Book Club #2: The Tempest (William Shakespeare)

catalog

Well-known member
OK @suspended have you got a copy?

George_Romney_-_William_Shakespeare_-_The_Tempest_Act_I%2C_Scene_1.jpg


Looks like the whole thing is here if not: https://gutenberg.org/ebooks/1540.

I've got the Macmillan, 2008 paperback.

Here's some previous musings on it from the bredren:

I've never liked the tempest, or people who like it

Tempest is like the worst one

I am Prospero

I see Corpse has reviewed The Tempest on Goodreads.

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Tempest is odd because all the important stuff happens before the play starts and most of the first act is getting the audience up to speed. It’s the playing out of the consequences that makes the play interesting. Act 4 though is just plain odd - Furies, Masques all that stuff is difficult to pull off well on the stage.

But sir....it's BOR-RING. ;)

I just co-directed a version of The Tempest, and halfway through I have to echo the above statement...I was sitting there one day - and, y'know, I like The Tempest, I was doing it - and I was thinking 'God this fucking shit is boring. What a fucking boring old fucking cunt'. You're really not meant to do that. Lol. But some of his lines really do just kill it.
A one line pitch for Shakespeare?
Bad rapper, killer punchlines.

otherwise..../The Tempest/ is of course wonderful - exotic, magical, defintely /not/ funny-ha-ha so much as funny-uh-oh, and full of shimmering shakespearian moments of ambiguity. for example in the final scene, when miranda and ferdinand, the "happy newly weds" at the end of what poses as a pastoral comedy (i.e. they should be about to return to the city refreshed and rejuvinated, basking in marital bliss....) are playing chess, and miranda accuses of f. of cheating. he deines it, and her reply still has us guessing:

"Yes, for a score of kingdoms you should wrangle, / And I would call it fair play"

I've DLd an audiobook of The Tempest and Ian McKellen does Prospero well but Ariel is annoying as fuck

I've never really loved The Tempest as much as I feel I should.

My serious suggestion would be The Tempest. That was my favourite of the four I did in school.

I liked The Tempest when I read it in school. Tom McCarthy goes on about surveillance and radio and communications networks re: Hamlet and The Tempest. He likes to cite Caliban's bit about the air being full of noises,

Be not afeard; the isle is full of noises,
Sounds and sweet airs, that give delight, and hurt not.
Sometimes a thousand twangling instruments
Will hum about mine ears; and sometime voices,
That, if I then had waked after long sleep,
Will make me sleep again: and then, in dreaming,
The clouds methought would open, and show riches
Ready to drop upon me; that, when I waked,
I cried to dream again.

 

Corpsey

bandz ahoy
I feel bad about not loving it. Maybe it will all click one day?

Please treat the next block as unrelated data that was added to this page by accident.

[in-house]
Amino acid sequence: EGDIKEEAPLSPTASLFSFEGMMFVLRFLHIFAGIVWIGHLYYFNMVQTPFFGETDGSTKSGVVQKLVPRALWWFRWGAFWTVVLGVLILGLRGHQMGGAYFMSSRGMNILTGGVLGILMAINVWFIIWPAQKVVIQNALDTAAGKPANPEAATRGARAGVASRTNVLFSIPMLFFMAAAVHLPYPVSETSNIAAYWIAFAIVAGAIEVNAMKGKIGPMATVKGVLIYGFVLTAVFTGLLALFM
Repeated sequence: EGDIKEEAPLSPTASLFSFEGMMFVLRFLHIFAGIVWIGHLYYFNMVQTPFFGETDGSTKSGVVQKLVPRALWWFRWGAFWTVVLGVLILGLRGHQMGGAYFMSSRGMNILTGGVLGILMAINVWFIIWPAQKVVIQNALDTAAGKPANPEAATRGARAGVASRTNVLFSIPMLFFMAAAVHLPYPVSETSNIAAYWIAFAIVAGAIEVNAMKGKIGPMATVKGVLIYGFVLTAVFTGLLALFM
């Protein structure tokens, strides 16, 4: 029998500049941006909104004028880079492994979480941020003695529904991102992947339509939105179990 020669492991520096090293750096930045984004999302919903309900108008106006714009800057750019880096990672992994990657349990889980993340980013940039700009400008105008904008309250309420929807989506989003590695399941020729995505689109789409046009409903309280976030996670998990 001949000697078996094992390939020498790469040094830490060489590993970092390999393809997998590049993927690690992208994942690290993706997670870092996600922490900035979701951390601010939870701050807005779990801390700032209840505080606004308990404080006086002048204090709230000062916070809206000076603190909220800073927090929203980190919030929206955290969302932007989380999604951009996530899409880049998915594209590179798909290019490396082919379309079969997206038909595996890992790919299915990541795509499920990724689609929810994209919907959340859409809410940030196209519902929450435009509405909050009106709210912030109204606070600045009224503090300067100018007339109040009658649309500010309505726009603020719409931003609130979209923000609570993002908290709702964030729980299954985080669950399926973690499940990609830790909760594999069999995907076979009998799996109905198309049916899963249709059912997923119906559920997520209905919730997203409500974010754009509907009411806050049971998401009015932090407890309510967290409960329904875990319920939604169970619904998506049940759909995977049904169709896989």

I genuinely love Henry IV, pt 1. I keep putting off pt 2 for some reason

Some of the others I like a lot. Othello, Midsummer Nights Dream, Hamlet... Twelfth Night I came around to.

Don't like Merchant of Venice.
 

woops

is not like other people
you taught me language, and my profit on it is, i know to curse

be not afear'd - the isle is full of strange noises, that hurt not

remembered from schooldays
 

craner

Beast of Burden
I feel bad about not loving it. Maybe it will all click one day?

I genuinely love Henry IV, pt 1.

Some of the others I like a lot. Othello, Midsummer Nights Dream, Hamlet... Twelfth Night I came around to.

Don't like Merchant of Venice.

It’s like Shakespeare has let you down, Corpse. It’s probably good he isn’t around to feel the burning shame of it.
 

catalog

Well-known member
I'm into Act 2. I did find Act 1 quite typical Shakespeare, very thick language and a lot going on so it's easy to miss a key point. This edition has a scene by scene analysis at the end which was helpful.

Some good lines though and I especially liked the bits in 2.1 about the island having a personality.

Adrian: "The air breathes upon us here most sweetly"
Sebastian: "As if it had lungs, and rotten ones"

And how it makes them feel like they are all new, in clean clothes.

And this from Gonzalo about foggy minds:

"It is foul weather in us all, good sir,
When you are cloudy."

:love:

And also the dramatic potential starts to feel very intriguing eg I found myself wondering how you could stage the part where Antonio and Sebastian are conspiring to kill Gonzalo who is asleep, they egg one another on and draw their swords, then Ariel whispers him awake so they have to pretend they heard something.

Would be a good test for a director that, how to achieve it, got a bit of everything.
 

catalog

Well-known member
Finished! Very good, bit disappointed in the ending though. I thought all hell was going to break loose and Prospero was going to get busy.

Feel like something like this would all be in the staging. Going to watch Jarman's version.
 

catalog

Well-known member
Imposition gladly received Martin, I've never read either of those books so might check em out. I did really enjoy it. Not watched the Jarman yet.
 

suspended

Well-known member
You know I was so ashamed by being unable to get time in for this book club it partially precipitated my leaving the forum for months

It's still gonna happen though and this thread will revive

In the meantime I'll be watching Ex Machina which I hear is loosely adapted
 

catalog

Well-known member
I thought what was good about the book was how while reading, I found myself wondering "how would you stage this?"
 
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